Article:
Audio Research Reference 160S power amplifier Measurements

Sidebar 3: Measurements

As with the Audio Research Reference 160 M amplifier that was reviewed in the October 2018 issue of Stereophile, measuring the Reference 160 S was a complicated business. The amplifier has balanced and single-ended inputs, output stages that can be run in either triode or Ultralinear mode, and three output-transformer taps. In effect, it is 12 different amplifiers. I performed full sets of tests using the balanced inputs in both triode and Ultralinear modes from the 4 ohm, 8 ohm, and 16 ohm output taps, then repeated some of the tests using the single-ended inputs. After I installed the tubes, I used the Tube Check button on the front panel to make sure all was well with the eight KT150 beam tetrode output tubes; the four LEDs for each channel illuminated green, indicating no problems.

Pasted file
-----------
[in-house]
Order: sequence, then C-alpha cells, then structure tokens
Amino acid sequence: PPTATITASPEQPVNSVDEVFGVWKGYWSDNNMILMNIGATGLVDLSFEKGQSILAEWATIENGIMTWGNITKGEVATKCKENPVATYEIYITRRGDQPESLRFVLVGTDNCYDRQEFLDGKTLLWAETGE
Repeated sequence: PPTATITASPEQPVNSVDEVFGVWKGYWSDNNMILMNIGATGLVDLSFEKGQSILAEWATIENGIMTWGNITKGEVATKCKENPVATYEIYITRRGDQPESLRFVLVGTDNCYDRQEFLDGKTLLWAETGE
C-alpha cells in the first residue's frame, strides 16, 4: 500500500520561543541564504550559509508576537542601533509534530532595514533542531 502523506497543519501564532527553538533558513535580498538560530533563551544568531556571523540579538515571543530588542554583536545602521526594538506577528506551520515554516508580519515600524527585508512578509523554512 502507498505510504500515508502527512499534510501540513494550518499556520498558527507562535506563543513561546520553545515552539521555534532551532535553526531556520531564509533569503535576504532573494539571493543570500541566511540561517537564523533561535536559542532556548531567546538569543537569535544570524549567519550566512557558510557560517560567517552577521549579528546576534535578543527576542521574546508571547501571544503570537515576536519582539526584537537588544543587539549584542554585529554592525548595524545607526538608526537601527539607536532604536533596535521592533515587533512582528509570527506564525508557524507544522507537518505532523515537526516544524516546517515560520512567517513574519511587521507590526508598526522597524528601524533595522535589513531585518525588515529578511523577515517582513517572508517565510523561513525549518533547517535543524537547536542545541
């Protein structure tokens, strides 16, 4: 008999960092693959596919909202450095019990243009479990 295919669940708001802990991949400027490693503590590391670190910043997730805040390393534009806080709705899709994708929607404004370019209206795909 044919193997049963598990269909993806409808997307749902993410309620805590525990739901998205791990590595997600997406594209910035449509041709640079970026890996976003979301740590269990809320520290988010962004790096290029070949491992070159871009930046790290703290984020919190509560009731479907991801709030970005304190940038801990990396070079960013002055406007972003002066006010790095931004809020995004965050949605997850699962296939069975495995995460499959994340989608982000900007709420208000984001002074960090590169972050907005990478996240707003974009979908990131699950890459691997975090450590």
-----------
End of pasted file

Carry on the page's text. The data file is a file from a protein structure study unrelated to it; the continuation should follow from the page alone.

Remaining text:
I tested the REF 160 S with my Audio Precision SYS2722 system (see the January 2008 "As We See It"). As with the REF 160 M, the amplifier's voltage gain at 1kHz into 8 ohms depended on the input, mode, and output tap. Using the balanced inputs and Ultralinear mode, I measured 26.4dB from the 16 ohm tap, 24.2dB from the 8 ohm tap, and 21.5dB from the 4 ohm tap. In triode mode, these gains were all 0.5dB lower and, as with the monoblock amplifier, the unbalanced inputs offered 6dB more gain than the balanced inputs. The amplifier's balanced inputs preserved absolute polarity (ie, were noninverting) with both output modes and from all output taps. However, the unbalanced inputs inverted polarity. The balanced input impedance was usefully high at >220k ohms at 20Hz and 1kHz, dropping to 192k ohms at 20kHz. The unbalanced input impedance was 49k ohms at low and middle frequencies, dropping to a still-high 26k ohms at the top of the audioband.